UNITED STATES SECURITIES AND EXCHANGE COMMISSION
Litigation Rel. No. 17080 / July 30, 2001
SEC Charges Four Individuals in IPO Offering Fraud.
SEC v. William E. Kraemer, et al. (United States District Court for the District of Rhode Island, C.A. No. 01-358 ML, filed July 30, 2001)
Today, the Commission announced the filing of a complaint in the United States District Court for the District of Rhode Island against William E. Kraemer, Donald E. McCourt, George T. Helm, Jr. and Robin L. Sampson alleging that, between January 1997 and March 2000, they engaged in a $240,000 fraudulent offering scheme.
According to the Commission's complaint, Kraemer, McCourt, Helm and Sampson defrauded 14 investors out of approximately $240,000 by inducing them to invest in Prexomet Corp., a now defunct Smithfield, Rhode Island-based corporation. Beginning in January 1997, the defendants told prospective investors that Prexomet owned a valuable Arizona mine and offered them an opportunity to purchase Prexomet stock at $1 per share. They told the investors that Prexomet would soon go public through an initial public offering ("IPO") and that they would earn a 500% return on their investments within several months. The defendants also told certain of the investors that their invested funds would be used to cover either mine development expenses or IPO costs. These statements were false because neither Prexomet, nor any of the defendants, ever owned a mine. Moreover, the Commission alleges that the defendants never had any intention of taking Prexomet public because none of them ever filed any document with the Commission or expended any funds to this end. Instead, the Commission alleges that the defendants diverted most of the funds for their personal benefit. Once some of the investors began raising questions about their investments, the defendants began making false "lulling statements" as early as April 1997 and continuing through at least March 2000, about how Prexomet was about to receive an infusion of capital and how the investors would receive their promised 500% returns. In reality, the investors never received back any portion of either their original investments or of their promised returns.
According to the complaint, Kraemer, of Bethlehem, Pennsylvania, was Prexomet's founder, owner, chairman and CEO. Kraemer fled to Europe shortly after the commencement of the Commission's investigation in this matter. McCourt, of Foxboro, Massachusetts, was the company's president, and Helm, of North Smithfield, Rhode Island, was its secretary and treasurer. During the time period at issue, Helm, a former C.P.A., did business as Helm Financial Services. Sampson, of Saunderstown, Rhode Island, was a manager of a Rhode Island water treatment corporation that subleased space to Helm Financial Services and Prexomet. Although he was not officially affiliated with Prexomet, Sampson did solicit investors on its behalf.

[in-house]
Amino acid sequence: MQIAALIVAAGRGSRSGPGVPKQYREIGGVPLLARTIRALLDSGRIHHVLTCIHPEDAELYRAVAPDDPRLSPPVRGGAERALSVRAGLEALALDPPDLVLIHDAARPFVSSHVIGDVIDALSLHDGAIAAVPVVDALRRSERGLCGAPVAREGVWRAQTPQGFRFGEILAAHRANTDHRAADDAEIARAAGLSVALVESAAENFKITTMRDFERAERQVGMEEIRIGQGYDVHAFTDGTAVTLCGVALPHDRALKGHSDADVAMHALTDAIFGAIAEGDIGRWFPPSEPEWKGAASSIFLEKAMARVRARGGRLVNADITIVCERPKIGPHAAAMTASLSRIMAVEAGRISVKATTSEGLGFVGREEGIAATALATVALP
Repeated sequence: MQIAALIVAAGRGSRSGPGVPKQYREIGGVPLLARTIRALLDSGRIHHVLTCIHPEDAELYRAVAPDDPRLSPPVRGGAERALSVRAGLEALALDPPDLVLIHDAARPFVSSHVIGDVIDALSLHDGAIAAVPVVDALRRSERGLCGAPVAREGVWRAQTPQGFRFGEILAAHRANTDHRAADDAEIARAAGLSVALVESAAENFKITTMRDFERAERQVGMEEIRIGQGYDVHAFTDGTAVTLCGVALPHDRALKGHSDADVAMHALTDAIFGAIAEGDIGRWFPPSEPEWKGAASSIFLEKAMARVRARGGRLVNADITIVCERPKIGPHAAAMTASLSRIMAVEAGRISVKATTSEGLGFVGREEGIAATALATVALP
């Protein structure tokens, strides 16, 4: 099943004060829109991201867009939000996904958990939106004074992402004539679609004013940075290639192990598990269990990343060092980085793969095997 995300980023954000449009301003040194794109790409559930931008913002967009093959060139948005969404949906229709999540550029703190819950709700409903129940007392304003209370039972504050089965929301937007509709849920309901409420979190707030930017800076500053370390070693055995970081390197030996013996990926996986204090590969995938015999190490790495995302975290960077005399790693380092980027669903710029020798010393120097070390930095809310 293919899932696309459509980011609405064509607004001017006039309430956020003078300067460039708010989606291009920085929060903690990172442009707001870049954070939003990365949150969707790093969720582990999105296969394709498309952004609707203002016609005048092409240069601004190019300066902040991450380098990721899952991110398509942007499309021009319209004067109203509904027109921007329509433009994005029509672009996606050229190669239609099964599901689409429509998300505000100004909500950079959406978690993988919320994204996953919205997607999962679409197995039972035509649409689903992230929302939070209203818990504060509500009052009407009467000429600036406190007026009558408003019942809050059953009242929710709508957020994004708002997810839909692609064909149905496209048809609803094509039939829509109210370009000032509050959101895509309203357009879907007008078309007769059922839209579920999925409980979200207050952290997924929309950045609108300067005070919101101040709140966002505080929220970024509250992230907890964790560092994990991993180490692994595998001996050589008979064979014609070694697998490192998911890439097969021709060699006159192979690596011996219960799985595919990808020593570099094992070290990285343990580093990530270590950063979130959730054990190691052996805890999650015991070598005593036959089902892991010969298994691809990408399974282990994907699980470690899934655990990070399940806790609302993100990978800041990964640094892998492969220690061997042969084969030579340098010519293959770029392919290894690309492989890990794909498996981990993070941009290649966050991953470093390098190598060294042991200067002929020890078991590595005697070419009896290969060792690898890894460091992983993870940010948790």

As a result of the conduct described in the complaint, the Commission charged Kraemer, McCourt, Helm and Sampson with violations of Section 17(a) of the Securities Act of 1933 and Section 10(b) of the Securities Exchange Act of 1934 and Rule 10b-5 thereunder (the antifraud provisions of the securities laws). The Commission is seeking permanent injunctions, disgorgement of fraudulently-obtained investor funds, prejudgment interest and monetary penalties in the civil action. One of the defendants, Helm, has agreed to settle the civil action by consenting, without admitting or denying the Commission's allegations, to the entry of an order permanently enjoining him from future violations of the above-mentioned provisions and ordering him to pay a civil penalty of $20,000. Helm, who was a registered representative of Royal Alliance Associates, Inc., a New-York based broker-dealer during the period at issue, has also agreed to the institution and settlement of a public administrative proceeding against him, pursuant to Section 15(b)(6) of the Exchange Act, based upon the anticipated entry of the civil injunction against him. Without admitting or denying the Commission's findings, Helm has consented to the settlement of the administrative proceeding by agreeing to be barred from: (1) participating in any offering of penny stock and (2) association with any broker or dealer, with the right to reapply for association after three years.